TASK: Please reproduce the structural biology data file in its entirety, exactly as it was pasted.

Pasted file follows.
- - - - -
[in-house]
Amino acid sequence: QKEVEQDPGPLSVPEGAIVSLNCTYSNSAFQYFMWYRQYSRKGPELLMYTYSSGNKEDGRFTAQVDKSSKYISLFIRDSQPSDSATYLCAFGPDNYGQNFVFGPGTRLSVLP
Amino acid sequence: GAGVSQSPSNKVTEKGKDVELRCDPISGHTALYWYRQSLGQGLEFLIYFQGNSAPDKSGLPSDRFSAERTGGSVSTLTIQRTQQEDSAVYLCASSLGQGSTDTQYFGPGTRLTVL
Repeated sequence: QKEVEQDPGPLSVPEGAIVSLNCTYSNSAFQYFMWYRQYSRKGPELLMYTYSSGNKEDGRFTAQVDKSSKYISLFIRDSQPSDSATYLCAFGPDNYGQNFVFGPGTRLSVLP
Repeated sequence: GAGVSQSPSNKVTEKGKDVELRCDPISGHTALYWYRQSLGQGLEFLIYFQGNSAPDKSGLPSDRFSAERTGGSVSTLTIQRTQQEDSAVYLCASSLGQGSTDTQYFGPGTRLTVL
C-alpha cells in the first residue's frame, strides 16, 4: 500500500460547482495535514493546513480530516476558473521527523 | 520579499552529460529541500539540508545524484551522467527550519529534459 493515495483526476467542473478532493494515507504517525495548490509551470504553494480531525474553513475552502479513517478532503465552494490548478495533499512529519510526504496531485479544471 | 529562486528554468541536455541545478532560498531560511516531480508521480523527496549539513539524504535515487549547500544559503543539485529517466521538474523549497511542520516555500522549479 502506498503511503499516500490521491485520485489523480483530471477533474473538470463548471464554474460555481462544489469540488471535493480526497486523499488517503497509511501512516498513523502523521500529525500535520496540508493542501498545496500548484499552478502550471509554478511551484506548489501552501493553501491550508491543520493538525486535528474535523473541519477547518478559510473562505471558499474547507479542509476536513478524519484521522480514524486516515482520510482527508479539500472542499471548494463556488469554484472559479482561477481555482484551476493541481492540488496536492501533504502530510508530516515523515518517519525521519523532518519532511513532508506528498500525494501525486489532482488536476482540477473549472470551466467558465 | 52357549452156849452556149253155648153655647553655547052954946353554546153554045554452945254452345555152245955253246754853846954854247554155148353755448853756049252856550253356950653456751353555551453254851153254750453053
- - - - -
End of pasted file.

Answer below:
[in-house]
Amino acid sequence: QKEVEQDPGPLSVPEGAIVSLNCTYSNSAFQYFMWYRQYSRKGPELLMYTYSSGNKEDGRFTAQVDKSSKYISLFIRDSQPSDSATYLCAFGPDNYGQNFVFGPGTRLSVLP
Amino acid sequence: GAGVSQSPSNKVTEKGKDVELRCDPISGHTALYWYRQSLGQGLEFLIYFQGNSAPDKSGLPSDRFSAERTGGSVSTLTIQRTQQEDSAVYLCASSLGQGSTDTQYFGPGTRLTVL
Repeated sequence: QKEVEQDPGPLSVPEGAIVSLNCTYSNSAFQYFMWYRQYSRKGPELLMYTYSSGNKEDGRFTAQVDKSSKYISLFIRDSQPSDSATYLCAFGPDNYGQNFVFGPGTRLSVLP
Repeated sequence: GAGVSQSPSNKVTEKGKDVELRCDPISGHTALYWYRQSLGQGLEFLIYFQGNSAPDKSGLPSDRFSAERTGGSVSTLTIQRTQQEDSAVYLCASSLGQGSTDTQYFGPGTRLTVL
C-alpha cells in the first residue's frame, strides 16, 4: 500500500460547482495535514493546513480530516476558473521527523 | 520579499552529460529541500539540508545524484551522467527550519529534459 493515495483526476467542473478532493494515507504517525495548490509551470504553494480531525474553513475552502479513517478532503465552494490548478495533499512529519510526504496531485479544471 | 529562486528554468541536455541545478532560498531560511516531480508521480523527496549539513539524504535515487549547500544559503543539485529517466521538474523549497511542520516555500522549479 502506498503511503499516500490521491485520485489523480483530471477533474473538470463548471464554474460555481462544489469540488471535493480526497486523499488517503497509511501512516498513523502523521500529525500535520496540508493542501498545496500548484499552478502550471509554478511551484506548489501552501493553501491550508491543520493538525486535528474535523473541519477547518478559510473562505471558499474547507479542509476536513478524519484521522480514524486516515482520510482527508479539500472542499471548494463556488469554484472559479482561477481555482484551476493541481492540488496536492501533504502530510508530516515523515518517519525521519523532518519532511513532508506528498500525494501525486489532482488536476482540477473549472470551466467558465 | 52357549452156849452556149253155648153655647553655547052954946353554546153554045554452945254452345555152245955253246754853846954854247554155148353755448853756049252856550253356950653456751353555551453254851153254750453053